View to a thrill from the space station
In a dramatic grand finale to their mission, astronauts opened the shutters on the International Space Station's new observation deck and were humbled by "absolutely spectacular" views of Earth.
The $27m look-out opened each of its seven eyes one window at a time as the crews of the station and shuttle Endeavour carried out their third and final spacewalk.
It was the moment everyone had been waiting for: the round central window -- the largest ever flown in space -- was the first exposed as astronauts inside cranked open the shutter as they sailed 220 miles (350kms) above the South Pacific.
"As expected, the view is absolutely spectacular," space station commander Jeffrey Williams said. "When we have the others around it open, it will give us a view of the entire globe. Absolutely incredible."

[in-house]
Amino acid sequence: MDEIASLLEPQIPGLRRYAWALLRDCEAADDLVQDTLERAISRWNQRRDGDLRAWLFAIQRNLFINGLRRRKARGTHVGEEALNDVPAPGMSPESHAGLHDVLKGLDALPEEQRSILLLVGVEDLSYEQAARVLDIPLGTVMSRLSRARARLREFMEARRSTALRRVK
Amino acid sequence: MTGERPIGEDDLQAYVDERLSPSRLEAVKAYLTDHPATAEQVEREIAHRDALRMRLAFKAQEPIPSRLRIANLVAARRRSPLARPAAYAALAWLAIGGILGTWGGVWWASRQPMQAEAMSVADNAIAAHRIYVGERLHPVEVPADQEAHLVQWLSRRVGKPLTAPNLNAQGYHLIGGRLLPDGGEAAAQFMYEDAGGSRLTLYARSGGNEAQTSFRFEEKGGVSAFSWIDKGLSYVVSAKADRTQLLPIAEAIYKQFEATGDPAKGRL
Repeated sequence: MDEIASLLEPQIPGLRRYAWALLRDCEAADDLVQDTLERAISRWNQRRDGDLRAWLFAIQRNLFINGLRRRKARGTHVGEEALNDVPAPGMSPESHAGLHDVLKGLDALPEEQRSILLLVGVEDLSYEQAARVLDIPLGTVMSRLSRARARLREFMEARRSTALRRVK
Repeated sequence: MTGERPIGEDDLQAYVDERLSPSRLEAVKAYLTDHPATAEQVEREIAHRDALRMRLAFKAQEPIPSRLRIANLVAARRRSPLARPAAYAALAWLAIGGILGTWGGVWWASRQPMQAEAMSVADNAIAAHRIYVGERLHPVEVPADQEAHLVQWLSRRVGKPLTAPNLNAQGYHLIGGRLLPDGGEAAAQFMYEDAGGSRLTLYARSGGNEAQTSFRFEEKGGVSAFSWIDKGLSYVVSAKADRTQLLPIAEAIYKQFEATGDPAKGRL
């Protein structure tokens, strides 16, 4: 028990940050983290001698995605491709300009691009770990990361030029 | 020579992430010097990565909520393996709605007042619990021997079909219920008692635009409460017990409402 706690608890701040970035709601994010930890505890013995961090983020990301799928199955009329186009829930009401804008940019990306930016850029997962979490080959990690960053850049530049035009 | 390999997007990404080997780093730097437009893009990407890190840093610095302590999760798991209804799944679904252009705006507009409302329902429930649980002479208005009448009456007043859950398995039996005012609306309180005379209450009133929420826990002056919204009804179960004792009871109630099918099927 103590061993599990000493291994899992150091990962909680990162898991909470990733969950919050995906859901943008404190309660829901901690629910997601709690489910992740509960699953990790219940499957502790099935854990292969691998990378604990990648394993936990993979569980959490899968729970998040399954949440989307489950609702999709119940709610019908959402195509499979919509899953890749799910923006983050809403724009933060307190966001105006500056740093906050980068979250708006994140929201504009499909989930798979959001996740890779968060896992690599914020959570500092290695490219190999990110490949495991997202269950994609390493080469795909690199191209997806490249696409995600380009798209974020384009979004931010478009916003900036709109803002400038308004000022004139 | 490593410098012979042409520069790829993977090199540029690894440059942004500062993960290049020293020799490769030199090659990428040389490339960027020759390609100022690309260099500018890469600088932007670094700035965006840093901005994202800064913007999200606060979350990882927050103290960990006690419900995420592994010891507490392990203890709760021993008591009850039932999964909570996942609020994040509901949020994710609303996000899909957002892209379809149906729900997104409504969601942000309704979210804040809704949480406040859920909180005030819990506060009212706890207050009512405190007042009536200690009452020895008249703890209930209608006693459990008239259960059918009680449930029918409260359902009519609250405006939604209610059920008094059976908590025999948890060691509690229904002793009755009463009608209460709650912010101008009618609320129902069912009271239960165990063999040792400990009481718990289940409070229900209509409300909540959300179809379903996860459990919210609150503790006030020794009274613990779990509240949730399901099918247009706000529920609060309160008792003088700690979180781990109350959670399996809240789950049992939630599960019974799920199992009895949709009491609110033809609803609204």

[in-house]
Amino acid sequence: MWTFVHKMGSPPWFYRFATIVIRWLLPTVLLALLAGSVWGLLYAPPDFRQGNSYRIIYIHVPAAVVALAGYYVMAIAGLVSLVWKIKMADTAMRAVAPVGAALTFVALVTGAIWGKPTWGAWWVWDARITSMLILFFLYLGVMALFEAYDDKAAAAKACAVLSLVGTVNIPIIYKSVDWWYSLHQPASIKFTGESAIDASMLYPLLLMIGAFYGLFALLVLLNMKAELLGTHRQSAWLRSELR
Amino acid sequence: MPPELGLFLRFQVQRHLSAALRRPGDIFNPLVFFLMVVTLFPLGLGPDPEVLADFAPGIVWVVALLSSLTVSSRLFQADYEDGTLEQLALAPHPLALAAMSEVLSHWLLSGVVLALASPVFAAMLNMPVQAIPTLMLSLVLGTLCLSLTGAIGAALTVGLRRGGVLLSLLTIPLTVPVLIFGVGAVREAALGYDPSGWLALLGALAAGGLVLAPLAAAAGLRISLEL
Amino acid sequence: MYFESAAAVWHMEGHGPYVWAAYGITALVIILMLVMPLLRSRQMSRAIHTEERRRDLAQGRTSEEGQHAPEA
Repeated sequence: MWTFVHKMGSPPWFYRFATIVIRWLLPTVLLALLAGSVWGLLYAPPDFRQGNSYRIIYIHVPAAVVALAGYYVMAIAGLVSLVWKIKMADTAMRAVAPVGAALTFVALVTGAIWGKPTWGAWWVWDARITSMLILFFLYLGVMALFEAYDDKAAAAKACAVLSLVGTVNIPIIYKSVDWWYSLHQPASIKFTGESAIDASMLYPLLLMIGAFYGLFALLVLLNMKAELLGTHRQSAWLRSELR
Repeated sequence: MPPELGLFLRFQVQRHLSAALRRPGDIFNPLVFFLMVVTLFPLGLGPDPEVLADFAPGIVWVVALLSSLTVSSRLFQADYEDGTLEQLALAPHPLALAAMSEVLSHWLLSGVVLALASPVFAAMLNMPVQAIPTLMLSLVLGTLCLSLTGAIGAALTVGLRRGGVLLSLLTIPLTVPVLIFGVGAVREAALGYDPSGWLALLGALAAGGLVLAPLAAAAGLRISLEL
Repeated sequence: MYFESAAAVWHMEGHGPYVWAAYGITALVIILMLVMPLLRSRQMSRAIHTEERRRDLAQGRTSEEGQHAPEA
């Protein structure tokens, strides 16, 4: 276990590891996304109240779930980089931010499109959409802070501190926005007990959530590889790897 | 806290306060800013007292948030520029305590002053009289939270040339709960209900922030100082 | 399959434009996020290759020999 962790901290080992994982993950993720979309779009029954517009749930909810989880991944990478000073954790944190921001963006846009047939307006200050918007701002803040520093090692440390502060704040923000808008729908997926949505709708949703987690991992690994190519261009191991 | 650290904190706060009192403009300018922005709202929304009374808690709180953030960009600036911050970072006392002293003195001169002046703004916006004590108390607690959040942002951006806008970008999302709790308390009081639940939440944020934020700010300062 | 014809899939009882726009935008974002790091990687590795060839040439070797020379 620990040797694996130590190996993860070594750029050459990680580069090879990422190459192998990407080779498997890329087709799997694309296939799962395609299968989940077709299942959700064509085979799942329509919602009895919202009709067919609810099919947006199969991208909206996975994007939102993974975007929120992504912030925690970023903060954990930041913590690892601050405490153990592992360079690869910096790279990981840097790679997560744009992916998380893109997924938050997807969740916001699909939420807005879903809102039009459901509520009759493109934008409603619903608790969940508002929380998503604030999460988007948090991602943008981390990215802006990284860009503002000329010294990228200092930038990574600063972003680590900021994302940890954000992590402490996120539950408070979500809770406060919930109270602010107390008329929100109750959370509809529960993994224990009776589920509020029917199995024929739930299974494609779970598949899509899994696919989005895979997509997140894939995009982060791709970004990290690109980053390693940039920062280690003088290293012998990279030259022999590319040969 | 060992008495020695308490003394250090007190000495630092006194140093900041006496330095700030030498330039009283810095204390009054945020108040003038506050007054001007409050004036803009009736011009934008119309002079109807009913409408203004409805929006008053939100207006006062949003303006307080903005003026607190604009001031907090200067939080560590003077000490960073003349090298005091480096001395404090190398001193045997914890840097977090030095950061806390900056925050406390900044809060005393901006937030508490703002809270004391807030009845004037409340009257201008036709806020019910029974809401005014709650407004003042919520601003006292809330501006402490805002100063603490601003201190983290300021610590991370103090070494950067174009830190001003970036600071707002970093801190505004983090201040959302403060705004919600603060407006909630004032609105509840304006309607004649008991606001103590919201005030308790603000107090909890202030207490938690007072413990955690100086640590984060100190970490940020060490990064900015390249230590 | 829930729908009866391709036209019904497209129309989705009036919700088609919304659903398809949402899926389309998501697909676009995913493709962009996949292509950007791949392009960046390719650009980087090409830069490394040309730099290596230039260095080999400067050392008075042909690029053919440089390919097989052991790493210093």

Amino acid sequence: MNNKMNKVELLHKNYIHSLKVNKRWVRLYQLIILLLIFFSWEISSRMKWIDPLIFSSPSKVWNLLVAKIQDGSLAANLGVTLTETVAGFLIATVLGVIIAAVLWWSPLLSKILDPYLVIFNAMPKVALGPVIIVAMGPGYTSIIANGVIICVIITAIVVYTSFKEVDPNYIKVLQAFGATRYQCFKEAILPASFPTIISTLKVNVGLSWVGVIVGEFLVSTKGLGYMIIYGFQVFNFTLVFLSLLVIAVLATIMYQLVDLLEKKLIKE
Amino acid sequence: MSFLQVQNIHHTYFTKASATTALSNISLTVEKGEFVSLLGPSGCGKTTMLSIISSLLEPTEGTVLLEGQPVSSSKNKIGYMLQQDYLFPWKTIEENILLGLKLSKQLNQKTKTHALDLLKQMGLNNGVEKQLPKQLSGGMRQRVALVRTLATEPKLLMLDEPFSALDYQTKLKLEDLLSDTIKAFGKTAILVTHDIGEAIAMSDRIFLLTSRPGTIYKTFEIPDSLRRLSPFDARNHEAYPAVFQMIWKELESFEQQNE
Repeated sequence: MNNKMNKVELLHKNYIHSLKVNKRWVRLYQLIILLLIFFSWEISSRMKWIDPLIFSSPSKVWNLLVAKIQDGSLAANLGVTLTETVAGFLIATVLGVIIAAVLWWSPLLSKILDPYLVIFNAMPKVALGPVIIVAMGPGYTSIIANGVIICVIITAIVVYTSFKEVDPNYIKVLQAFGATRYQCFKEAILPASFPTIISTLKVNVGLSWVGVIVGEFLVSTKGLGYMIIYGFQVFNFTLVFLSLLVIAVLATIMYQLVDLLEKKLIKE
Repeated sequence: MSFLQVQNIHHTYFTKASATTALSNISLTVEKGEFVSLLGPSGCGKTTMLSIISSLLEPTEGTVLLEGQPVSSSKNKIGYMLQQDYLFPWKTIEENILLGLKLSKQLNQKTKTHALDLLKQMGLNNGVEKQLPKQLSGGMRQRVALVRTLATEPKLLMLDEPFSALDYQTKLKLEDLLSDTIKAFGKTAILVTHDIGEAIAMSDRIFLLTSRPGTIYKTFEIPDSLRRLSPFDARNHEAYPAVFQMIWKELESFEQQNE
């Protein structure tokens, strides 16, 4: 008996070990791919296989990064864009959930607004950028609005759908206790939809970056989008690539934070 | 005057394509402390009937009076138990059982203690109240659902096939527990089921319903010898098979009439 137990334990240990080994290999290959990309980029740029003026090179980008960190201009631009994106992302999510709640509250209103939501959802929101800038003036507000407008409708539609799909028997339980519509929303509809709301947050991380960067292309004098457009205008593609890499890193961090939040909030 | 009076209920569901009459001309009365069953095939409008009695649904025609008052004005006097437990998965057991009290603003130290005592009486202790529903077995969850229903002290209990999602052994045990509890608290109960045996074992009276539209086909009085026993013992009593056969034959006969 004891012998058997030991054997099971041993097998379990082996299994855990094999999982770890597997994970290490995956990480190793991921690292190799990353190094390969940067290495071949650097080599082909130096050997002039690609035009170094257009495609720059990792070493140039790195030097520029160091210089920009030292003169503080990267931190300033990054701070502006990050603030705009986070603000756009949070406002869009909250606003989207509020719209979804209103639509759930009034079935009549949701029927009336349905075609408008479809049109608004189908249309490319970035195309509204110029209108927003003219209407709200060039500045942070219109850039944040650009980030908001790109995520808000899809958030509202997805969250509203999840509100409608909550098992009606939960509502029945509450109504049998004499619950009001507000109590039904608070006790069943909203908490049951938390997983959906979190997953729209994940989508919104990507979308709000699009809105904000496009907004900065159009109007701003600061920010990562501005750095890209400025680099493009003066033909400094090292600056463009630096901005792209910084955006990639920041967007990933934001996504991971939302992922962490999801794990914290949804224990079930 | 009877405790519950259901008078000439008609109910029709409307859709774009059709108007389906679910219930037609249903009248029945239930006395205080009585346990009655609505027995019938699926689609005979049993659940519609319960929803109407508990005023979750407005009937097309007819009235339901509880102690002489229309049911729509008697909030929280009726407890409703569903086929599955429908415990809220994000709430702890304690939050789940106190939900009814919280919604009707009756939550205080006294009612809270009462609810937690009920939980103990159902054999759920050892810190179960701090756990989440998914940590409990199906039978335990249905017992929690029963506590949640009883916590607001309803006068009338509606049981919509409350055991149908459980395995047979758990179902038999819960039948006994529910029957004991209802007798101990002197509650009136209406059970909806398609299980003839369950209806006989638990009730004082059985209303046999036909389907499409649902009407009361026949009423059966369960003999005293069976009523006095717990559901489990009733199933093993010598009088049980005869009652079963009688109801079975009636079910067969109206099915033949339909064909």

Mission Control set the night's mood by beaming up a recording of Jimmy Buffett's 'Window on the World'.
"I don't think space station's ever going to be the same after this," Mission Control said in a congratulatory call.
The astronauts closed the round shutter covering the window after three minutes to test the mechanisms. They repeated the process until all the windows were checked, opening the last two as the linked shuttle and space station flew above France and Greece.
Our picture shows NASA astronaut Nicholas Patrick holding on to the International Space Station's new cupola, with Earth in the background.